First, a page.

Utilization trend and regimens of hypofractionated whole breast radiation therapy in the United States

Breast Cancer Res Treat. 2017 Apr;162(2):317-328. doi: 10.1007/s10549-017-4120-0. Epub 2017 Jan 24.


Purpose: We aimed to evaluate the adoption of hypofractionated whole-breast irradiation (HF-WBI) over time and factors related to its adoption for patients undergoing lumpectomy. We also examined whether HF-WBI can increase the overall use of radiotherapy.

Methods: Using data from the National Cancer Database between 2004 and 2013, we identified 528,051 invasive and 190,431 ductal carcinoma in situ (DCIS) patients who underwent lumpectomy. HF-WBI was defined as 2.5-3.33 Gy/fraction to the breast, whereas conventional therapy (CF-WBI) was defined as 1.8-2.0 Gy/fraction.

Results: The usage of HF-WBI among invasive cancer patients increased from 0.7% in 2004 to 15.6% in 2013, and among DCIS patients, HF-WBI increased from 0.4% in 2004 to 13.4% in 2013. However, these changes only lead to a slight increase in the overall use of radiotherapy. Interestingly, for DCIS patients who lived ≥50 miles from hospitals, the uptake of HF-WBI translated to a moderate increase in the overall use of radiotherapy (58% in 2004 to 63% in 2013). Multivariable logistic regression showed that older age, node-negative or smaller tumor, living in mountain states, rural area, or ≥50 miles from hospitals, and treated in large or academic cancer centers were associated with elevated HF-WBI use. The median duration of finishing radiotherapy for HF-WBI was 26 days, compared to 47 days for CF-WBI.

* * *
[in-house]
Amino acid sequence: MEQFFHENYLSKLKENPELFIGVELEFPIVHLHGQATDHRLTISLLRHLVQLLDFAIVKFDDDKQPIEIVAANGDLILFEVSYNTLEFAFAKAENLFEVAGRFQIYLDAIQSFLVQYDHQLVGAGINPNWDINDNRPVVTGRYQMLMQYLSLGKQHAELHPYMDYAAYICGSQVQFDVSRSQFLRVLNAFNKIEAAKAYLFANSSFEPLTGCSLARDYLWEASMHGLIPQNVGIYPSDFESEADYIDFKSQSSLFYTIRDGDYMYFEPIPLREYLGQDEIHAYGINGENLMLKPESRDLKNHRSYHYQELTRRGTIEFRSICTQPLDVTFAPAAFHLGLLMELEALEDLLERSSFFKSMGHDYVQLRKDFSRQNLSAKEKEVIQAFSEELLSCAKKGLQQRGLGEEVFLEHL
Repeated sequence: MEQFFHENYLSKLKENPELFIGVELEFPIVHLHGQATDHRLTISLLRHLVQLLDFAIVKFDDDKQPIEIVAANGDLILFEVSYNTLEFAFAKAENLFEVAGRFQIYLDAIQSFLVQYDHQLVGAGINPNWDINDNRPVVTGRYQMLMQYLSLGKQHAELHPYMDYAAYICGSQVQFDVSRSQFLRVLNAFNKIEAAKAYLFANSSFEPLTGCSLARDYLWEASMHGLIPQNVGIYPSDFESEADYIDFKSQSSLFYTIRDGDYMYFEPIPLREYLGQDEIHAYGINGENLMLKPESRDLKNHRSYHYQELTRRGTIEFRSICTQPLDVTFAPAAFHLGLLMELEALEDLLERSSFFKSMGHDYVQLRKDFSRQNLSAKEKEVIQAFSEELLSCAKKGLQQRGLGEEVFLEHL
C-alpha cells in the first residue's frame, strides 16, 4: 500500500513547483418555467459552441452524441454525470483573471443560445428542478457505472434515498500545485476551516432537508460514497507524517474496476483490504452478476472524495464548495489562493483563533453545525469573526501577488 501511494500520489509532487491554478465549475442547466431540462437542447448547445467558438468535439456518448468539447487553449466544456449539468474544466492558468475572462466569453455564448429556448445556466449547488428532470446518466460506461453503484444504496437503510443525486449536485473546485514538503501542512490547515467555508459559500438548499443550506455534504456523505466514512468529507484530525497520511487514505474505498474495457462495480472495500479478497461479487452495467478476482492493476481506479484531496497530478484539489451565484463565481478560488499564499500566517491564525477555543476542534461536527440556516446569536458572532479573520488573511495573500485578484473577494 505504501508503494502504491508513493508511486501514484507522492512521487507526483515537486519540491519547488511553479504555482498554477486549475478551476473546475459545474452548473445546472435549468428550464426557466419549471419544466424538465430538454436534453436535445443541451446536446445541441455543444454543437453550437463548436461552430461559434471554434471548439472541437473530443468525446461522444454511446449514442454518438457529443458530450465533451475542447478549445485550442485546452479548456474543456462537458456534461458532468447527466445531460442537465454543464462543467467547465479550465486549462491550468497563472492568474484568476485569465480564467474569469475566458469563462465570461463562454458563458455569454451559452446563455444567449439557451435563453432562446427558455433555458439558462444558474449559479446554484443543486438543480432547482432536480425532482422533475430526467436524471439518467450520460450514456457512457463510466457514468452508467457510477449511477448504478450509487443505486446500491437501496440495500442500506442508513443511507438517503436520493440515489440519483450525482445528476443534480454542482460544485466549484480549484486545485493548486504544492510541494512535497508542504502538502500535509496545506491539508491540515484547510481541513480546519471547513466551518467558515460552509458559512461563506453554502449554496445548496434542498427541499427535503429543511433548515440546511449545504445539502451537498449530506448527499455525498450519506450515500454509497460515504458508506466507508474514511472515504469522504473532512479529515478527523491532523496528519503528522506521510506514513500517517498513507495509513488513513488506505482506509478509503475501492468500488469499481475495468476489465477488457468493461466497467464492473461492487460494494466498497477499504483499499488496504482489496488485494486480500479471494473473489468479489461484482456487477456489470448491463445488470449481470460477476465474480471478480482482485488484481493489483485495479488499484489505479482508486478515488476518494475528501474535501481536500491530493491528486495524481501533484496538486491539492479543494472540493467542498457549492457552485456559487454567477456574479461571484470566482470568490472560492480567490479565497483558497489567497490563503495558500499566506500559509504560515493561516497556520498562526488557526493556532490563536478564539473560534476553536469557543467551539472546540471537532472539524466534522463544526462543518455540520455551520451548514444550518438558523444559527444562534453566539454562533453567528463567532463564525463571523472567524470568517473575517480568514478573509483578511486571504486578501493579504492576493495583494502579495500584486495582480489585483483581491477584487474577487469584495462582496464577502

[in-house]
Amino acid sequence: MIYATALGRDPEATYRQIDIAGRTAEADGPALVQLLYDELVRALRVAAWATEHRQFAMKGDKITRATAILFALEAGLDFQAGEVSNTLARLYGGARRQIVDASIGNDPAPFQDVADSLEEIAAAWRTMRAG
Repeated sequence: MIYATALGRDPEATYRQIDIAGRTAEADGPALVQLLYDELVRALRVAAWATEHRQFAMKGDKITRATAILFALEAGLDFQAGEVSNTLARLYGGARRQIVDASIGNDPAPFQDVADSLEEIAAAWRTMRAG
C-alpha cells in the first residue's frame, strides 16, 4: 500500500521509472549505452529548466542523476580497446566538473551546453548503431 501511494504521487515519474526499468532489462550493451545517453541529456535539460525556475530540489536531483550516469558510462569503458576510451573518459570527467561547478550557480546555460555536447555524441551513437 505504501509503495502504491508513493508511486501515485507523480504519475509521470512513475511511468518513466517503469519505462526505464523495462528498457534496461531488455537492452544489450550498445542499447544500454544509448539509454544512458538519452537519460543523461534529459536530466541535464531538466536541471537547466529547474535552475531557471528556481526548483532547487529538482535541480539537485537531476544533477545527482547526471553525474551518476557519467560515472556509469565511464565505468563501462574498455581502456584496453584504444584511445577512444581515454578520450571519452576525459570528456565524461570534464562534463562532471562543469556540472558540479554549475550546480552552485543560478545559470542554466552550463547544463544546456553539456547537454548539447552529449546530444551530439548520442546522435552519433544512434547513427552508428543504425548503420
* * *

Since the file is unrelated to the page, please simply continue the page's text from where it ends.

Conclusions: Although HF-WBI can save 3 weeks of patient time, its adoption remained low in the US. There was only a slight increase in the overall use of radiotherapy among patients undergoing lumpectomy.

Keywords: Breast cancer; Hypofractionated radiation therapy; Regimens; Trend.

MeSH terms

  • Adult
  • Aged
  • Aged, 80 and over
  • Breast Neoplasms / diagnosis
  • Breast Neoplasms / epidemiology*
  • Breast Neoplasms / radiotherapy*
  • Combined Modality Therapy
  • Female
  • Humans
  • Middle Aged
  • Neoplasm Grading
  • Neoplasm Staging
  • Patient Acceptance of Health Care*
  • Postoperative Care
  • Radiation Dose Hypofractionation*
  • Radiotherapy, Adjuvant / methods
  • Tumor Burden
  • United States / epidemiology
  • Young Adult